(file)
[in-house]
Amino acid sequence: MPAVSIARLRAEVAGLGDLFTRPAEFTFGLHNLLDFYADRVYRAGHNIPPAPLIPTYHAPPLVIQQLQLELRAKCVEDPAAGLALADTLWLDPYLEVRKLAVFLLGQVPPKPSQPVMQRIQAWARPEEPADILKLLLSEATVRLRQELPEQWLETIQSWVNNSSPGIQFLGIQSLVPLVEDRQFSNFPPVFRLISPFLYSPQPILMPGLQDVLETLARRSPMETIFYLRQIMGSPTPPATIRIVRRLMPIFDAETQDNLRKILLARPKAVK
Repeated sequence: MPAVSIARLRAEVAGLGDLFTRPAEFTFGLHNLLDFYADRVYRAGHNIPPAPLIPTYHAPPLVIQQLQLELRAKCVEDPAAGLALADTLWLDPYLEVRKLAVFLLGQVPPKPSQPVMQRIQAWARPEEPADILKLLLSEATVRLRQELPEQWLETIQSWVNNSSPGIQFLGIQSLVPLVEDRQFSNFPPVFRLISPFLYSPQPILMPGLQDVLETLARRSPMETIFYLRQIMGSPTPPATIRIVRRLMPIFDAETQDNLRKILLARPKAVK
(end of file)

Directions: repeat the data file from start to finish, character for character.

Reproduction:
[in-house]
Amino acid sequence: MPAVSIARLRAEVAGLGDLFTRPAEFTFGLHNLLDFYADRVYRAGHNIPPAPLIPTYHAPPLVIQQLQLELRAKCVEDPAAGLALADTLWLDPYLEVRKLAVFLLGQVPPKPSQPVMQRIQAWARPEEPADILKLLLSEATVRLRQELPEQWLETIQSWVNNSSPGIQFLGIQSLVPLVEDRQFSNFPPVFRLISPFLYSPQPILMPGLQDVLETLARRSPMETIFYLRQIMGSPTPPATIRIVRRLMPIFDAETQDNLRKILLARPKAVK
Repeated sequence: MPAVSIARLRAEVAGLGDLFTRPAEFTFGLHNLLDFYADRVYRAGHNIPPAPLIPTYHAPPLVIQQLQLELRAKCVEDPAAGLALADTLWLDPYLEVRKLAVFLLGQVPPKPSQPVMQRIQAWARPEEPADILKLLLSEATVRLRQELPEQWLETIQSWVNNSSPGIQFLGIQSLVPLVEDRQFSNFPPVFRLISPFLYSPQPILMPGLQDVLETLARRSPMETIFYLRQIMGSPTPPATIRIVRRLMPIFDAETQDNLRKILLARPKAVK